Elephants are sensitive and very social, but there is no evidence they cry

July 22, 2014 by Anna Smet, The Conversation
Are those dried tears? Credit: archetypefotografie, CC BY-NC

An elephant that supposedly cried tears when it was being rescued from an abusive home where it had been captive for 50 years created much excitment on social media. The experience of being cut loose from the vicious-looking spikes and heavy chains that we see in the short video clip was one of intense emotion for Raju, the elephant in the video. This is not the first time that a story of a weeping elephant has done the rounds on the internet. Animals that seem to be behaving in human-like ways certainly generate great interest.

Humans usually cry for emotional reasons: pain, fear, sadness, or loneliness. So perhaps it is natural to interpret animal tears as having an emotional reason, too. However, scientists studying the underlying cognitive processes of have found no evidence to suggest that elephants, or any other for that matter, have an emotional reason for producing tears.

There is no doubt at all that animals experience pain and suffering, and many show visible signs of distress in their behaviour. Another elephant – this one a new-born elephant calf called Zhuangzhuang certainly would have felt pain from its injuries, and intense distress at being attacked and separated from its mother. But there is no evidence for a connection between any emotions it may have been feeling and its streaming eyes.

A problem faced by those studying animal cognition is the intangible nature of emotion. How we might find out whether elephants, or any other animals, feel particular emotions, is not straightforward.

It is especially tempting to interpret an elephant's tears as signs of emotion, more so than those of any other species. Elephants are known to show empathy for their group members: they protect and comfort others, retrieve and "babysit" calves, help elephants that need assistance with moving and remove spears and veterinary darts attached to others. Unlike any other species, they show intense interest in the bones and ivory of other dead elephants.

If we were to find evidence for a species that cries tears of sadness, the elephant would surely be one of the likely candidates. However, there is also a possible biological reason for why elephants are relatively frequently seen with streaming eyes – one that has little to do with emotions. Elephants have been found to lack tear ducts which in humans and other mammals would normally drain away the liquid which is secreted in the eye to flush out any debris.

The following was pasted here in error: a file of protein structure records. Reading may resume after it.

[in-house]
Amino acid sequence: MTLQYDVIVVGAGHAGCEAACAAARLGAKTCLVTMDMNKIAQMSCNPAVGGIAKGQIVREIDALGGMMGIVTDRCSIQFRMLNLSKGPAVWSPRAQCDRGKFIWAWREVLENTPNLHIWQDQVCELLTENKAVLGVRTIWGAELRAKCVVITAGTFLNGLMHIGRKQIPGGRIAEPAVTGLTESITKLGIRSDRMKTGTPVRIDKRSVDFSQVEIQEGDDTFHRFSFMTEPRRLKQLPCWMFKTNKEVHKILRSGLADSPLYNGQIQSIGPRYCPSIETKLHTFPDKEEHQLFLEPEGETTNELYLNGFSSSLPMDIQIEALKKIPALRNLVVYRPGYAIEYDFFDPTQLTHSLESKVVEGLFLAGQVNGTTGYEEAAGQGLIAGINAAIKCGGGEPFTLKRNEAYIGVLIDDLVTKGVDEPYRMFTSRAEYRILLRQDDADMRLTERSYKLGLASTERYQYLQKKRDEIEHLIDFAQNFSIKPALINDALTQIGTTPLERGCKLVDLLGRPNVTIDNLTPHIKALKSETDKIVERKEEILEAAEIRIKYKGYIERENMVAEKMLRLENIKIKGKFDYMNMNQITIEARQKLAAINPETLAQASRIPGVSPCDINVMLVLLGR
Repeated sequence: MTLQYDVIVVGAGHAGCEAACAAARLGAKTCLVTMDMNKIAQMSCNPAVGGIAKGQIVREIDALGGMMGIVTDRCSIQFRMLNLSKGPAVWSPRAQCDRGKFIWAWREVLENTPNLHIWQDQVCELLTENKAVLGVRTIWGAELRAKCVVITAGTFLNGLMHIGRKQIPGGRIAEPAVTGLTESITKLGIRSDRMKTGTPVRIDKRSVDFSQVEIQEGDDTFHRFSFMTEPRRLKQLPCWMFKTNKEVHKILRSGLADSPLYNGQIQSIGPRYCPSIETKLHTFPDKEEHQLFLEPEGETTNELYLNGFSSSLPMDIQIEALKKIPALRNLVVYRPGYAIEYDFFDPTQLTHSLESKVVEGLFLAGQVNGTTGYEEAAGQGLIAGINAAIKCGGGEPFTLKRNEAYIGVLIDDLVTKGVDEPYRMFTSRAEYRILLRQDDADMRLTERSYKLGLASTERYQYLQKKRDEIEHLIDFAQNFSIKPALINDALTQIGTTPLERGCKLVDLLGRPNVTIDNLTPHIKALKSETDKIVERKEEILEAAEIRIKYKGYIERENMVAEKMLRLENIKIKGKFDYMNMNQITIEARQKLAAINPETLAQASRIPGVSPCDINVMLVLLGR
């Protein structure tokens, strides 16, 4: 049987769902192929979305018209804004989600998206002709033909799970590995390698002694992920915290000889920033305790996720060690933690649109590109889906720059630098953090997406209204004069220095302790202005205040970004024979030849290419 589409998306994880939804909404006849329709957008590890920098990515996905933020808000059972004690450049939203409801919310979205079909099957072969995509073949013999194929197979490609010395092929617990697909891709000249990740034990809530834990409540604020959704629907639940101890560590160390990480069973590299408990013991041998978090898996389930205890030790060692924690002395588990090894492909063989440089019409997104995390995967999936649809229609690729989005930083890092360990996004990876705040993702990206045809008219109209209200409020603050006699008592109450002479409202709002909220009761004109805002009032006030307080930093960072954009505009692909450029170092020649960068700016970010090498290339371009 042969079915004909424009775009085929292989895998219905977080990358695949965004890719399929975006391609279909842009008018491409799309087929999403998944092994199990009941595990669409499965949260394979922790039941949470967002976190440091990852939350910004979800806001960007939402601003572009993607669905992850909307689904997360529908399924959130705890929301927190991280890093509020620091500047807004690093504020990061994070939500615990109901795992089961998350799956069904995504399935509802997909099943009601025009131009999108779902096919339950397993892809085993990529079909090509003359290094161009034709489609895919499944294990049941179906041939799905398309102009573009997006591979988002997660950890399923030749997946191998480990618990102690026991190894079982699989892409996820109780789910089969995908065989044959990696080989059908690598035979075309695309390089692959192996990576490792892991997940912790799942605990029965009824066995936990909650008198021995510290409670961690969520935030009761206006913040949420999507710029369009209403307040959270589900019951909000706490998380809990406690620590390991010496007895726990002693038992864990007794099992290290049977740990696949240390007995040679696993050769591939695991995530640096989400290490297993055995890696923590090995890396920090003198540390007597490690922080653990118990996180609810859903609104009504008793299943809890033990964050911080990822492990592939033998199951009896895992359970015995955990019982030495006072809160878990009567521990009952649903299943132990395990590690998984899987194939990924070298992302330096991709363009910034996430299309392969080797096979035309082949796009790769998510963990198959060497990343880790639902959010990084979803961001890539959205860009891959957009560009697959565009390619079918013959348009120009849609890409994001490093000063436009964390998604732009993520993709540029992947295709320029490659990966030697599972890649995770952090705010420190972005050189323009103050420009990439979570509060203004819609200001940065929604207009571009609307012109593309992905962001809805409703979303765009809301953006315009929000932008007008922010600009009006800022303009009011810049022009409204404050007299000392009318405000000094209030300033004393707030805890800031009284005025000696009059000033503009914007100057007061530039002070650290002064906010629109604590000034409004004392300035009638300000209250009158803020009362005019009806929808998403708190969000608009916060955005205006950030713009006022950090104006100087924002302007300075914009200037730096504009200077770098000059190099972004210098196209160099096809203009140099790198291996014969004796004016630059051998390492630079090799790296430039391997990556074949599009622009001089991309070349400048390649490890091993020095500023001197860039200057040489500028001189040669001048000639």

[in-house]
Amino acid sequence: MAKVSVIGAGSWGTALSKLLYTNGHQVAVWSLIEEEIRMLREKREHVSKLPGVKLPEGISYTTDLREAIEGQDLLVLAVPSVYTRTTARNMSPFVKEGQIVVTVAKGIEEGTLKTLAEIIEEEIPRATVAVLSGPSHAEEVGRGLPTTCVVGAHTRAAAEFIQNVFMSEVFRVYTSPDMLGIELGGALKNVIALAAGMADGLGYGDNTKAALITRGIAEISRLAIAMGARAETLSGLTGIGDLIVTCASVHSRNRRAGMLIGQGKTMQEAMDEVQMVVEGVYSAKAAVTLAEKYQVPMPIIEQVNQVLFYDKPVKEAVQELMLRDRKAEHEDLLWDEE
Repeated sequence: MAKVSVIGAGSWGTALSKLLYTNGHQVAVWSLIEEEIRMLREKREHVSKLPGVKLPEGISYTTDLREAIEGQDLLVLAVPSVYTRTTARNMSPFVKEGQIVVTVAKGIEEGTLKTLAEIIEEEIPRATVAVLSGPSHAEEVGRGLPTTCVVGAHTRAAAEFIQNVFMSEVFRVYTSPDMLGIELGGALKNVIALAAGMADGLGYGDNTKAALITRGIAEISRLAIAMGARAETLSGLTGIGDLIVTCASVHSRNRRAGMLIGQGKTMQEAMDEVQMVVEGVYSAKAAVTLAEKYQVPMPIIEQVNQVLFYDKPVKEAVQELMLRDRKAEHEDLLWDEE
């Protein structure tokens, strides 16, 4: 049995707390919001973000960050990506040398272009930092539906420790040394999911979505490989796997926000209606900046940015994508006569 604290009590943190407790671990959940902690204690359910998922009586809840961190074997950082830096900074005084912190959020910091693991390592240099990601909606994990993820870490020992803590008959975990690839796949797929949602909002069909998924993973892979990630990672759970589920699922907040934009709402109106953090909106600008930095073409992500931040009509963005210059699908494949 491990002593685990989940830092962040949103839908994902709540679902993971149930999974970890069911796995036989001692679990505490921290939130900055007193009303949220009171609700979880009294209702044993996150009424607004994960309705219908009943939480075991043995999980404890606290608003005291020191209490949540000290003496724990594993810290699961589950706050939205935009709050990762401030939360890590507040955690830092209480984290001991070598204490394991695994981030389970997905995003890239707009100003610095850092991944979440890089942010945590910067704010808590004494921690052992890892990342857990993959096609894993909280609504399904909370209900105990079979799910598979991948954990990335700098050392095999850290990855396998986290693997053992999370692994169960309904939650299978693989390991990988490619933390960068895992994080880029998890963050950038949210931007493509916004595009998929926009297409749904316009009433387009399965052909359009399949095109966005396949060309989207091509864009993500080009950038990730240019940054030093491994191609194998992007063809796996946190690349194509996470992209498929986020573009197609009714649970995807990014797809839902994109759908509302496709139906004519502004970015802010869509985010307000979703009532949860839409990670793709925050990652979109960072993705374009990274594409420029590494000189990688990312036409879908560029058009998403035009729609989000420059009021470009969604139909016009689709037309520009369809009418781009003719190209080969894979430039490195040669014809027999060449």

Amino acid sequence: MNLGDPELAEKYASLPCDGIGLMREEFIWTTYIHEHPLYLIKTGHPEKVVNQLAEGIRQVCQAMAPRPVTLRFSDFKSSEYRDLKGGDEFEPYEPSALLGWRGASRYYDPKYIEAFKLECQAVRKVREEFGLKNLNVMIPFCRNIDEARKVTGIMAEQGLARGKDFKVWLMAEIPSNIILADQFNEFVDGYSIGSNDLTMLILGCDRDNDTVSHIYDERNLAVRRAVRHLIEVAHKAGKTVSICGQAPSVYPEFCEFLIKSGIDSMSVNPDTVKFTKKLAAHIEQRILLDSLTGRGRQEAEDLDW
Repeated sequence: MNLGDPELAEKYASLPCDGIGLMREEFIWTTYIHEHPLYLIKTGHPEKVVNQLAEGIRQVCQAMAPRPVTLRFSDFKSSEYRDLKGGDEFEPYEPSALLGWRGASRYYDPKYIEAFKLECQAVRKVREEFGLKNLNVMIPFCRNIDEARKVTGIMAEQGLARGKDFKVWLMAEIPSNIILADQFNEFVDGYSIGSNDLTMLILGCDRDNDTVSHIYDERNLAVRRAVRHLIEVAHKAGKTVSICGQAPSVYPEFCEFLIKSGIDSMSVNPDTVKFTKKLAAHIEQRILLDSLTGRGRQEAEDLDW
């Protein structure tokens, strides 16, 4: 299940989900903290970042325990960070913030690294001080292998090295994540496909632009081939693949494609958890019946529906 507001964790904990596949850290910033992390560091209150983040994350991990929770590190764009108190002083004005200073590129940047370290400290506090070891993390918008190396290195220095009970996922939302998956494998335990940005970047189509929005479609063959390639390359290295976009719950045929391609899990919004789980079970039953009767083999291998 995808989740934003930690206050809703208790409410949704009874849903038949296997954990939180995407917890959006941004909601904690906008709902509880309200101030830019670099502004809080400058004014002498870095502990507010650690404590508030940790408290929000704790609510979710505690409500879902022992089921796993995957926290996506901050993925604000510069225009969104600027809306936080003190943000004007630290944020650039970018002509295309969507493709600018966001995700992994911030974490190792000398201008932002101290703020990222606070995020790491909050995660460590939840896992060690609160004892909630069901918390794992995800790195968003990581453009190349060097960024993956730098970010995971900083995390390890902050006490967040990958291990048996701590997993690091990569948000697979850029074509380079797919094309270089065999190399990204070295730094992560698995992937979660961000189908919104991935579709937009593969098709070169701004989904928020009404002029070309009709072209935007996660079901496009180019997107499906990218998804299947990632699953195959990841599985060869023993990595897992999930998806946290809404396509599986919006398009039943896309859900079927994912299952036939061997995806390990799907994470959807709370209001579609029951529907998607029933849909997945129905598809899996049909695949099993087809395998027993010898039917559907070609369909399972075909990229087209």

Elephants are highly social and show empathy for one another. Credit: Anna Smet

Speculating on isolated anecdotes, such as those reported recently, does not contribute much to our understanding of animal emotions. That is not to say that their accumulated weight may not, in time, spark the investigations that eventually succeed in illuminating a very interesting and relevant issue. But the unhappy situation of Raju's captivity is, with or without emotional tears, an issue that deserves attention. The conditions in which captive live are not of lesser importance if they do not cry emotional tears. Elephants are sensitive, highly social and intelligent animals. If they are to be kept in captivity their physical, social and emotional well-being is entirely a human responsibility.

Elephants' eyes may hold the explanation to some reports of elephant tears. Credit: Anna Smet

Explore further: South Africa elephant park accused of 'horrific' cruelty

Related Stories

Weighing up the secrets of African elephant body fat

July 3, 2014

A research team from The University of Nottingham has carried out the first molecular characterisation of the African elephant's adipose tissue—body fat. This new information will form the basis of future studies aimed ...

Captive elephants in Laos face extinction

May 5, 2014

(Phys.org) —The captive elephant population in Laos will be extinct in just over a century if current management practices do not change, a University of Queensland study has found.

Asian elephants reassure others in distress

February 18, 2014

Asian elephants console others who are in distress, using physical touches and vocalizations, finds a study to be published in the open access journal PeerJ. The findings are the first empirical evidence of consolation in ...

Recommended for you

Re-cloning of first cloned dog deemed successful thus far

November 22, 2017

(Phys.org)—A team of researchers with Seoul National University, Michigan State University and the University of Illinois at Urbana-Champaign has re-cloned the first dog to be cloned. In their paper published in the journal ...

Testing the advantage of being left-handed in sports

November 22, 2017

(Phys.org)—Sports scientist Florian Loffing with the Institute of Sport Science, University of Oldenburg in Germany has conducted a study regarding the possibility of left-handed athletes having an advantage over their ...


Please sign in to add a comment. Registration is free, and takes less than a minute. Read more

Click here to reset your password.
Sign in to get notified via email when new comments are made.